So, in all honesty, this is like where I mean, so although we’ve talked about the size, happiness, this that my newest book really is on this is on this precise topic, and, and this book came from an incident that happened to my son in his first two weeks of college about five years ago, now. He started college. And two weeks into his first year, he called me one night and said, Mom, a student died in my dorm last night. And, and then he told me the story. And the story was one that even if you don’t know this particular case, it’s going to sound familiar because it happens all the time. Kid was drinking on a Saturday night, he fell and hit his head, his friends and roommates watched over him for hours, they strapped a backpack to his shoulders didn’t stop them from rolling onto his back and vomiting and asphyxiation to themself. They checked to make sure he was still breathing. So they did all these things, because they cared about him, and they wanted him to be okay. But what they didn’t do for 19 hours was call 911. And when they finally did call, he was rushed by ambulance to a local hospital, the hospital kept him alive on life support until his family could fly in from out of state and be with him when they disconnected them. But the kid died. 19 years old, first two weeks of college. And when my son told me that story, I was just, I mean, I was just so struck by how that story could have gone differently. I was struck as a mom, I was struck as a college professor, that that sort of story plays out all the time. So that really is the that was the impetus for my book, why we asked that story, because I really wanted to understand the psychology of inaction in that case. So when we talk about the bystander effect, and yes, I talked about the Kitty Genovese the book, um, story in my book, you know, at length, I sort of unpack that story and how it was told and what happened, etcetera. But what we often think about is the bystander effect is are these sort of dramatic examples right? So the Kitty Genovese the story, somebody, you know, jumped out of the night and started stabbing her or, you know, recently we think about, you know, somebody with an assault rifle and is there a hero who charges them etcetera. But what I really unpack in my book, are the much more sort of mundane examples that happen all the time. So, you know, someone sitting in a boardroom, and hearing something racist or sexist or homophobic. somebody sitting in a locker room and talking, having somebody engage in discussion of sexual misconduct. We’ve all been in situations in which we hear or see something problematic, and we’re not really sure what to do. And so my book really kind of goes through Well, what is the psychology of that? At and as you sort of alluded to in the, when you see something and you’re not sure what to do, um, there actually are three factors that the psychology research points to that lead people to not step up one, they don’t really know what’s happening, you know, is that student drunk or really unconscious and in trouble? Is that harmless flirting? Or is that sexual harassment? You know, Is that racist and offensive? Or is that kind of a harmless joke? So one thing that happens is we just don’t know how to interpret it. It’s ambiguous, too. We know it’s problematic, but we’re in a group and we think, well, it’s not my responsibility, like any of these other people could step up. It doesn’t have to be me. And this sort of sense of diffusion of responsibility or what psychologists call social loafing, and then three, social loafing. Good, isn’t it? People love that term. Yeah, it totally makes sense. Three, we worry about the consequences. If I speak up, am I going to be ostracized? Am I going to be rejected from my, you know, fraternity? Am I going to be a whistleblower who doesn’t get the promotion? Am I going to be physically harmed? And so those three factors, not really sure what we’re seeing ambiguity, diffusion of responsibility, feeling like it’s not our responsibility, and then fear of the consequences. Those are the three factors that overwhelmingly lead people not to step up. And the good news is, is that by understanding the sort of psychology of inaction, we can actually overcome those forces. So my book kind of delves into the psychology of inaction. Then it talks about specific examples of bullying in school sexual misconduct in colleges, unethical behavior in various different kinds of workplaces, from law firms to Congress, to police departments, to Harvey Weinstein’s headquarters, you know, to Enron, and Theranos, you know, et cetera. And then the last two, what I call the uplifting chapters, talk about what can we tell from the people who do step up the so-called Moral rebels who always speak up the whistleblowers? And how can we all sort of train ourselves to be people who speak up and step up and do the right thing, even when it’s hard. So that app, in fact, is my sort of newest passion? And, and I’m hoping this book makes a difference.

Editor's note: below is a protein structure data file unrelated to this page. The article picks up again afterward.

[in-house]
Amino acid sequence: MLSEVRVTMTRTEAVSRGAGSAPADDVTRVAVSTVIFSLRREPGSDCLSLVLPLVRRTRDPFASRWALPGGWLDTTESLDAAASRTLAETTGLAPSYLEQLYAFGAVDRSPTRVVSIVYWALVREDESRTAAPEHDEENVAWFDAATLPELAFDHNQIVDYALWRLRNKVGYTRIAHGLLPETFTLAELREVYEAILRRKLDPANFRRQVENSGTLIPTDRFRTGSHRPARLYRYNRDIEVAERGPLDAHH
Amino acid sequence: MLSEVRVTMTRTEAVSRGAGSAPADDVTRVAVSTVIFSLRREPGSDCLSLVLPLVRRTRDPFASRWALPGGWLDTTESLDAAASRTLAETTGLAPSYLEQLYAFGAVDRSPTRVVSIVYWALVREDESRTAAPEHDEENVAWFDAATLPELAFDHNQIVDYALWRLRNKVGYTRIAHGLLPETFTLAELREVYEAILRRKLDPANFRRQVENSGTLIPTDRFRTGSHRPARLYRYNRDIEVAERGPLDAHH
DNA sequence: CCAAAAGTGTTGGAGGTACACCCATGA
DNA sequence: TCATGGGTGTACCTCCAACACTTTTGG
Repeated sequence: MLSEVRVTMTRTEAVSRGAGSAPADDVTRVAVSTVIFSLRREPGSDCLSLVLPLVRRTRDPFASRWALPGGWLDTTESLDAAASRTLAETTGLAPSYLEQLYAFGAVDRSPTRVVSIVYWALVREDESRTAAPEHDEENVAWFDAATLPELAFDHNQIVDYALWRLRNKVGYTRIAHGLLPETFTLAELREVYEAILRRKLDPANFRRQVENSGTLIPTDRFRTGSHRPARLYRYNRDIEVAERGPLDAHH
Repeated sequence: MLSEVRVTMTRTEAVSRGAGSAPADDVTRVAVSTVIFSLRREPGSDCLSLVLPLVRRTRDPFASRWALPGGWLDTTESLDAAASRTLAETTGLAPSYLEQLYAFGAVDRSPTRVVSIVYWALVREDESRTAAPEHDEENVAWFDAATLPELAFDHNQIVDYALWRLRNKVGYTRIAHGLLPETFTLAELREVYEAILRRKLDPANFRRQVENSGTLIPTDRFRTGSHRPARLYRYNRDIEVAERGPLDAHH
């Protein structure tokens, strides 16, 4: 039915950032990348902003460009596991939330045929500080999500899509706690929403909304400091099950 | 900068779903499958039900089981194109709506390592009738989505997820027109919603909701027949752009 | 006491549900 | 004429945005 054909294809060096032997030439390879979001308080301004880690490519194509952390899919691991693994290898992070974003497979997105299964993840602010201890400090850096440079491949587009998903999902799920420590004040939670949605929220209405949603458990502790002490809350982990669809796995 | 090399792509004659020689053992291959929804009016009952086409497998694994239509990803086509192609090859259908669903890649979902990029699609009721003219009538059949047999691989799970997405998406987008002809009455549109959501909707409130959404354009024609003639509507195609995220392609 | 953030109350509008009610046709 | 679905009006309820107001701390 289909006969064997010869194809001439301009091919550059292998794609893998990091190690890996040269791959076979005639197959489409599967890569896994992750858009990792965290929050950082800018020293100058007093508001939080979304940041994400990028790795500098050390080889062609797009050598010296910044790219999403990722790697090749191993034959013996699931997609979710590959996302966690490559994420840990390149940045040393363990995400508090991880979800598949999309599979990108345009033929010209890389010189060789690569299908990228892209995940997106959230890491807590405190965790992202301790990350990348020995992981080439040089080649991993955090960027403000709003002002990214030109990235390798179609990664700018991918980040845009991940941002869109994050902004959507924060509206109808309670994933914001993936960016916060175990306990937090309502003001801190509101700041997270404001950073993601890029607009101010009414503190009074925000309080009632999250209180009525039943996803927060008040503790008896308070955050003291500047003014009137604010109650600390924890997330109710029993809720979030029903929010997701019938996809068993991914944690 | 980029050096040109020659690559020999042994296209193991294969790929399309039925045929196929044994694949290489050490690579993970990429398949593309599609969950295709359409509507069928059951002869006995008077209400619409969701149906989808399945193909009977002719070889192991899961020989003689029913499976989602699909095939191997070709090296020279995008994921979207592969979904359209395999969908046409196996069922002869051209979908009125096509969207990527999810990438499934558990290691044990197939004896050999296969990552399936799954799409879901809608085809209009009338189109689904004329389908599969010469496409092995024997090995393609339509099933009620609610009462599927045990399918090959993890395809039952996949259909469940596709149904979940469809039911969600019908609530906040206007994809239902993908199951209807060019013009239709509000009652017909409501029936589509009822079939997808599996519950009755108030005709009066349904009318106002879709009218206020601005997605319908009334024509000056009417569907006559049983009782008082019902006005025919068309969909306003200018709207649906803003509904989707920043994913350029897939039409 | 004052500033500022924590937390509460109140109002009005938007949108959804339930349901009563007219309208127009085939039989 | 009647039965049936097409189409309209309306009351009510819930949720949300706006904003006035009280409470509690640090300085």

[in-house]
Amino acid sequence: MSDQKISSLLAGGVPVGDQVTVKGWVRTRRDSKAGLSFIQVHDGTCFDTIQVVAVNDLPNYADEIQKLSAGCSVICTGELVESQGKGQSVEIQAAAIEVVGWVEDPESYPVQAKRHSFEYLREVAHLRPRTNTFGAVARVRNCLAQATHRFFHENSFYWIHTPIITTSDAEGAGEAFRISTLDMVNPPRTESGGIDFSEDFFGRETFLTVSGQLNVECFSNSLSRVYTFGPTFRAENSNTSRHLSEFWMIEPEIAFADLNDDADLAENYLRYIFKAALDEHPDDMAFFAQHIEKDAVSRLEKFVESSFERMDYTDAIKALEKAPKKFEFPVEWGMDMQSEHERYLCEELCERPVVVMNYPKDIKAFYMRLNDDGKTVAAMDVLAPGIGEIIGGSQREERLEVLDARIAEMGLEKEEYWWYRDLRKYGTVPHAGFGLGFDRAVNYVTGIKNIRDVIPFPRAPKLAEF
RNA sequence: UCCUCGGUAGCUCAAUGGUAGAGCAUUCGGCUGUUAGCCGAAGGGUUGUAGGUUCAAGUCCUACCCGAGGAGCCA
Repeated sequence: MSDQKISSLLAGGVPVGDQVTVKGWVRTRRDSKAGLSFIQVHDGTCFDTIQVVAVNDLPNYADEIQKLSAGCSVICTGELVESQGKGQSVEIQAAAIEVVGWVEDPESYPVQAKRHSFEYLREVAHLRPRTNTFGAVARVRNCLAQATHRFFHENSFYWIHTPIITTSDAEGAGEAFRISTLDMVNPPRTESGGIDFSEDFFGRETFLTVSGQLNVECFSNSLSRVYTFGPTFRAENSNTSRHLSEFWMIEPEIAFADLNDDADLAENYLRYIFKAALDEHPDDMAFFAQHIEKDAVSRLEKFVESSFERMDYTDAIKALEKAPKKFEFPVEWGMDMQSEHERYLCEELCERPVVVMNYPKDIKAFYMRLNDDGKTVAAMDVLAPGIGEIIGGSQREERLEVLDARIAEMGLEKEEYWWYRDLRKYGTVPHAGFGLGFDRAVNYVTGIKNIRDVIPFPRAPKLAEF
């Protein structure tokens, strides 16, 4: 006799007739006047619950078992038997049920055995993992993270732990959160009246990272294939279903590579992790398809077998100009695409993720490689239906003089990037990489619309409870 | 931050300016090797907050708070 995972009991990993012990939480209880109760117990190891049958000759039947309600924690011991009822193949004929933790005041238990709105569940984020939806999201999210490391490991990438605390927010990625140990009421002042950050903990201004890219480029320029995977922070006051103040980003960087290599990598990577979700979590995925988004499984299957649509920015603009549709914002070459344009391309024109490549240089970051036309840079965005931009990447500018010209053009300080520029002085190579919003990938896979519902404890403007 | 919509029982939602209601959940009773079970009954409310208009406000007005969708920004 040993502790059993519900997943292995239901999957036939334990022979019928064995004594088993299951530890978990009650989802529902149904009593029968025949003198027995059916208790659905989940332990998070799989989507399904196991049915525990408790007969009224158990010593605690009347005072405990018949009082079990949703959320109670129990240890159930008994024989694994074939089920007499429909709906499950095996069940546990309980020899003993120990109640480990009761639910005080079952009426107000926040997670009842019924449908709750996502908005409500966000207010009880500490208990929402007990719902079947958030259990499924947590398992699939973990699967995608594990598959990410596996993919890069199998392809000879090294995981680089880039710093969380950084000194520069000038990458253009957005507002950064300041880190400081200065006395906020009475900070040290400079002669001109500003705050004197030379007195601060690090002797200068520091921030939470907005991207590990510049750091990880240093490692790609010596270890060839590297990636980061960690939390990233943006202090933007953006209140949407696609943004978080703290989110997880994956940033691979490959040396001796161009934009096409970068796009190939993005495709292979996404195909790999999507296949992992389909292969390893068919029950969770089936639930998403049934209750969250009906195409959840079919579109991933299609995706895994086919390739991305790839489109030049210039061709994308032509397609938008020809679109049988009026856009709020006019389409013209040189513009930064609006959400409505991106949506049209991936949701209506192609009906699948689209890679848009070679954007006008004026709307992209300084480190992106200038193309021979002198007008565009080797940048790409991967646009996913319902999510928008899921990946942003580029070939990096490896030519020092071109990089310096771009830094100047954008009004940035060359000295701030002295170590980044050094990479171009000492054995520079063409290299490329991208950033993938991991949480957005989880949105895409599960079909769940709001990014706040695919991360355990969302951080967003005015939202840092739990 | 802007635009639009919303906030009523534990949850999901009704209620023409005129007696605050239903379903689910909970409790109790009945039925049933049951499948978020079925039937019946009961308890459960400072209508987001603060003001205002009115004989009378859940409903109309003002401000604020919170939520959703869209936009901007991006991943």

Mike Malatesta 1:07:14
How do you practice it? How?
Catherine Sanderson 1:07:18